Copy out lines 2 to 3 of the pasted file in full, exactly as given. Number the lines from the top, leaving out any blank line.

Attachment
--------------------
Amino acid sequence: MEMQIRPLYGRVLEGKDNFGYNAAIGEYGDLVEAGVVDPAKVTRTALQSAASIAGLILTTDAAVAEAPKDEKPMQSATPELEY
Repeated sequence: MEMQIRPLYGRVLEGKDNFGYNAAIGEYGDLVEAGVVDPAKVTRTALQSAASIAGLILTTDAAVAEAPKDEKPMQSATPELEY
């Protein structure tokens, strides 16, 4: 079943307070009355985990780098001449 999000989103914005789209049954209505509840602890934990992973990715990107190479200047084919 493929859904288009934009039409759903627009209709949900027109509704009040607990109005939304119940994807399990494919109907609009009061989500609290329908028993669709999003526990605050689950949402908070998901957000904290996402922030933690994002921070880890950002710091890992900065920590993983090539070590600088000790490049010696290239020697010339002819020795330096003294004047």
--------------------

Repeated sequence: MEMQIRPLYGRVLEGKDNFGYNAAIGEYGDLVEAGVVDPAKVTRTALQSAASIAGLILTTDAAVAEAPKDEKPMQSATPELEY
């Protein structure tokens, strides 16, 4: 079943307070009355985990780098001449 999000989103914005789209049954209505509840602890934990992973990715990107190479200047084919 493929859904288009934009039409759903627009209709949900027109509704009040607990109005939304119940994807399990494919109907609009009061989500609290329908028993669709999003526990605050689950949402908070998901957000904290996402922030933690994002921070880890950002710091890992900065920590993983090539070590600088000790490049010696290239020697010339002819020795330096003294004047």